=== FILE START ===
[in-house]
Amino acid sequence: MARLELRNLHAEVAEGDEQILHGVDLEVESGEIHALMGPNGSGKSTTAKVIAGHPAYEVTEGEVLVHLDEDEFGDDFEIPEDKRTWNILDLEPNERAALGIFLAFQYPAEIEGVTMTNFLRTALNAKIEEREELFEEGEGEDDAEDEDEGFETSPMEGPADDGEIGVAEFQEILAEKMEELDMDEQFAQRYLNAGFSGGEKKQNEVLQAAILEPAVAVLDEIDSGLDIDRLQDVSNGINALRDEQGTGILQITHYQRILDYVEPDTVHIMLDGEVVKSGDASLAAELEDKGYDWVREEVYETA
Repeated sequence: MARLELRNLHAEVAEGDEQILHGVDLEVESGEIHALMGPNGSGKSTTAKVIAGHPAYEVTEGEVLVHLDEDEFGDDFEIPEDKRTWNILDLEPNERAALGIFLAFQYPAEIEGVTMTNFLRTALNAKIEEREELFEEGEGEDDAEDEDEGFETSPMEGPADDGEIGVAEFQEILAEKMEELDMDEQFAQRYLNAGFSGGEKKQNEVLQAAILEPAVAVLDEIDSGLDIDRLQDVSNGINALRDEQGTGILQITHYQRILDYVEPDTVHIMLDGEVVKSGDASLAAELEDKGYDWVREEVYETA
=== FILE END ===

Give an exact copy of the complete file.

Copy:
[in-house]
Amino acid sequence: MARLELRNLHAEVAEGDEQILHGVDLEVESGEIHALMGPNGSGKSTTAKVIAGHPAYEVTEGEVLVHLDEDEFGDDFEIPEDKRTWNILDLEPNERAALGIFLAFQYPAEIEGVTMTNFLRTALNAKIEEREELFEEGEGEDDAEDEDEGFETSPMEGPADDGEIGVAEFQEILAEKMEELDMDEQFAQRYLNAGFSGGEKKQNEVLQAAILEPAVAVLDEIDSGLDIDRLQDVSNGINALRDEQGTGILQITHYQRILDYVEPDTVHIMLDGEVVKSGDASLAAELEDKGYDWVREEVYETA
Repeated sequence: MARLELRNLHAEVAEGDEQILHGVDLEVESGEIHALMGPNGSGKSTTAKVIAGHPAYEVTEGEVLVHLDEDEFGDDFEIPEDKRTWNILDLEPNERAALGIFLAFQYPAEIEGVTMTNFLRTALNAKIEEREELFEEGEGEDDAEDEDEGFETSPMEGPADDGEIGVAEFQEILAEKMEELDMDEQFAQRYLNAGFSGGEKKQNEVLQAAILEPAVAVLDEIDSGLDIDRLQDVSNGINALRDEQGTGILQITHYQRILDYVEPDTVHIMLDGEVVKSGDASLAAELEDKGYDWVREEVYETA